When you’re in a straitjacket seat, can’t sleep, and the battery on your book device is fading, there is really not much to do but catch up on the contemporary cinema. (Spoilers ahead.)
Widows – Sad, tragic Ocean’s Four. Slow-paced, except for the scenes where it communicates complex information in a tearing haste.
Hidden Figures – You don’t get anything approaching fairness until unfairness starts costing the patriarchy money, or international standing – that’s the lesson from this story. Also, Sheldon is not your ally. The clothes and hair seem extra glam for a bunch of nerd girls, but Taraji P. Henson gets the parallax gaze of the myopic just right, and the film gets extra credit for accurate science details.
The Favourite – Allegory of unpaid internships and the future of work. Sparkling script. Olivia Coleman earned that Oscar.
A Star Is Born – The first part is exhilarating, and then just as you’re wondering how they are going to tell the real story of partnering an addict through his ups and downs and rehabs and relapses in less than four hours, the story ends. It must have been a trip for Lady Gaga to front a staunchly rockist movie that casts trendy pop as the devil. But then she has always had a traditional acoustic light to hide under her wigs and veils.
Crazy Rich Asians – One of the most beautiful films I’ve ever seen, and that almost makes up for the crazy richness of the mama-pecked hero. Where a progressive ending would have him sitting down comfortably with the heroine and her mother in economy class, he seduces them back into his beautiful world – he buys people. But isn’t that what rich guys do? The slightly less rich, more entertaining Goh family need their own spinoff. An early montage of relay-race gossip using overlaid text popups shows the promise of a new filmmaking style, but the texting disappears after that one sequence.
Booksmart – Olivia Wilde’s directing debut is refreshing in its so-what approach to sexuality, but also not as radical as it thinks it is. The script does not question the importance of prestige university labels; rather, it makes them the plot hinge. The last-night party involves yachts and mansions and swimming pools and a fairy godmother with a car full of party clothes (she too needs a spinoff). These students, however diverse in some ways, are not styling themselves out of odds and ends., nor do they seem worried about their parents’ futures as well as their own. One of the few nods to the real socioeconomic system is the school principal driving a Lyft in the evenings (as some of my teachers worked at Sears and painted houses). This is a mainstream movie made by mainstream people, not Lady Bird II or Breakfast Club 2019.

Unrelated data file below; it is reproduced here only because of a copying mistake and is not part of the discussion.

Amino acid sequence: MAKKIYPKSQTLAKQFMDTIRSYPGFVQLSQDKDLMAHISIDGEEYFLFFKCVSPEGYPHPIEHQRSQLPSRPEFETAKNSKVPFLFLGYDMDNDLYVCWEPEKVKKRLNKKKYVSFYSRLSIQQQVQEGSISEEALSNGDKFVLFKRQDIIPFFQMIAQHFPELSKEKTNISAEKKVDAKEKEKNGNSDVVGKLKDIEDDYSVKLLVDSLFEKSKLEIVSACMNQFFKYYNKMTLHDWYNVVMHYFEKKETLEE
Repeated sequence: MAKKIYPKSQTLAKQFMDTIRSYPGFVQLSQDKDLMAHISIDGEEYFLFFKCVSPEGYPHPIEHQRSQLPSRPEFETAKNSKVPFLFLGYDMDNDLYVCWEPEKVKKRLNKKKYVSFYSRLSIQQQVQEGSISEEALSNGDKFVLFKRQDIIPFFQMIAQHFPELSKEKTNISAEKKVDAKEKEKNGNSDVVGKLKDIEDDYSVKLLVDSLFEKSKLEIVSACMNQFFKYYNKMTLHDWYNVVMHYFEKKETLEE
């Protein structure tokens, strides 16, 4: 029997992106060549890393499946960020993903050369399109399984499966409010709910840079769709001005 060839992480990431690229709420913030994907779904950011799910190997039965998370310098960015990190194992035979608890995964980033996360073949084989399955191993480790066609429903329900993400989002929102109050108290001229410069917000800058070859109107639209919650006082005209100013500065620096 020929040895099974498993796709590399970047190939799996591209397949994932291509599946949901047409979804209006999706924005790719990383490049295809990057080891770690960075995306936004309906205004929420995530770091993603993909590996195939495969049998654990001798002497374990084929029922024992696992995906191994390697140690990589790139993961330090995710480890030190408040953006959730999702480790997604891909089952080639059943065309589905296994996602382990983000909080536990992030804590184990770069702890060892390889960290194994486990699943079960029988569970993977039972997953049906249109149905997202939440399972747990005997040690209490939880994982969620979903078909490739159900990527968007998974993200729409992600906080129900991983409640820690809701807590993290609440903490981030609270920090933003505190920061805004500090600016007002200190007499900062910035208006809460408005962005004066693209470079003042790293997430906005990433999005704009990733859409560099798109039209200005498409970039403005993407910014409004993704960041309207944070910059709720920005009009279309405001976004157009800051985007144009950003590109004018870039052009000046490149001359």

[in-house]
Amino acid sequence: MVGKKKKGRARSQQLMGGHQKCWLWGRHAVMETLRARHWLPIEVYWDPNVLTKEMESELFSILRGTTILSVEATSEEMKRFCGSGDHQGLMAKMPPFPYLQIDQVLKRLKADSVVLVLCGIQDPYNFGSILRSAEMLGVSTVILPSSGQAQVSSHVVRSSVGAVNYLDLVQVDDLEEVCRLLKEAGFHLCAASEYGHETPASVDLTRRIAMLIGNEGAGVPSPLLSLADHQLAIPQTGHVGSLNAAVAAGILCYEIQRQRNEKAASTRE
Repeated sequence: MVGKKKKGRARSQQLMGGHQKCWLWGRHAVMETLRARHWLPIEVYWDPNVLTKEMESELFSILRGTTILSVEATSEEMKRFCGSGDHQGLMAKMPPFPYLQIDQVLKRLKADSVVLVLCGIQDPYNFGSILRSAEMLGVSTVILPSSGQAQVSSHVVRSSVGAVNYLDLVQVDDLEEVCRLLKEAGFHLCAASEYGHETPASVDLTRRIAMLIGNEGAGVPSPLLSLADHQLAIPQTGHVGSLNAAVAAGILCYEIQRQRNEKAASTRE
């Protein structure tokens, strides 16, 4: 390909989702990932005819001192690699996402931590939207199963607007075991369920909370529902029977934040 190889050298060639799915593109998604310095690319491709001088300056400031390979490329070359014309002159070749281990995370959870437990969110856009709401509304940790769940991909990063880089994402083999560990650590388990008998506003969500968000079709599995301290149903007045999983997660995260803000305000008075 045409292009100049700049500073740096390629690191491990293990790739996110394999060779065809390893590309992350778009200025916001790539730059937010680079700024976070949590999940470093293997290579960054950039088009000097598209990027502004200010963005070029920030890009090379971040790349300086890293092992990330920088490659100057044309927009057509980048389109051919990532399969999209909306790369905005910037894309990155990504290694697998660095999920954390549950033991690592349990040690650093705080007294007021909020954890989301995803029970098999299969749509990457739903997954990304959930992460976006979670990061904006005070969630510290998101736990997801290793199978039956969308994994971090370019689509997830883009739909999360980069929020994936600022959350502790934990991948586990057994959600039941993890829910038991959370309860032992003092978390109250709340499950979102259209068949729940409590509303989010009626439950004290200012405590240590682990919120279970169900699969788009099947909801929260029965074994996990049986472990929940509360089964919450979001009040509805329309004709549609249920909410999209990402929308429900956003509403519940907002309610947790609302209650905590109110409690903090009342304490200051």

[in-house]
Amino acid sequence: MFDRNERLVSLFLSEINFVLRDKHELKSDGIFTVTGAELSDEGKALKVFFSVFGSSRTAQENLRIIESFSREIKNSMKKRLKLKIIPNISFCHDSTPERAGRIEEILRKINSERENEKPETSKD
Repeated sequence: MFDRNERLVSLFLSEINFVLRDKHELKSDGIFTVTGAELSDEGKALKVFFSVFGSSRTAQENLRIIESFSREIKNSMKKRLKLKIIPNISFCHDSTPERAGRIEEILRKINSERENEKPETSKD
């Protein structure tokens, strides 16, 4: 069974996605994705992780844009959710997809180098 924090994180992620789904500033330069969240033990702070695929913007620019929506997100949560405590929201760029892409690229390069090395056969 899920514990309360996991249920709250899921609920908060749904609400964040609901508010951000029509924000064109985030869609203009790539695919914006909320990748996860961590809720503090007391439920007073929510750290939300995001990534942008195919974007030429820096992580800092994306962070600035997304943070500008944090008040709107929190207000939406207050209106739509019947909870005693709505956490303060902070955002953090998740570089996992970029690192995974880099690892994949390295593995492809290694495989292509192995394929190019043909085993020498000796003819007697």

Dealt – Card mechanic Richard Turner is a master of those impossible card tricks that produce exactly the right card at exactly the right time after it should certainly have disappeared in the mix. The big reveal: progressive macular disease has left him blind so he relies on his perfect shuffling and cutting technique to produce known permutations of the original factory order. The long middle section hammers on Turner’s refusal to call himself blind or use conventional aids such as Braille. He is facilitated in this by the family and friends who quietly walk him around. Meanwhile his sister, who has the same eye condition, uses a smartphone, a computer and a guide dog to enable her to run a business in construction and site design. When Turner’s son, who had taken over from his very sharp wife as chief walker, leaves for university, he lets his sister teach him how to be blind but independent. Although the progression from denial to acceptance makes a good story arc, I agree with the old Richard Turner that his card skills alone make him remarkable enough, and a deeper dive into those is a film I’d enjoy even more.
Première année (The Freshmen) – The Paper Chase is back, only with French premeds! Look to the right of you, look to the left of you, one of you … no, wait, four fifths of you will be gone at the end of this year. (How is this not a reality TV show? The filmmaker is a medical doctor, so the details are presumably reality based.) Our heroes are the Natural, a doctor’s son who isn’t sure he can stand the sight of blood, and the Try-Hard, a course repeater who studies with obsessive purpose. Over a semester of gut-freezing competition and stupid teacher tricks, this odd couple overcome their antipathy to become study buddies. The Natural is always arriving more or less on time to find that everybody else knew the starting line was actually half a mile back. And yet in the second term he starts to surpass the Try-Hard and their relationship deteriorates, as does the Try-Hard’s mental state. This story is a retelling of Three Idiots as Two Idiots, but not the two it seemed at first.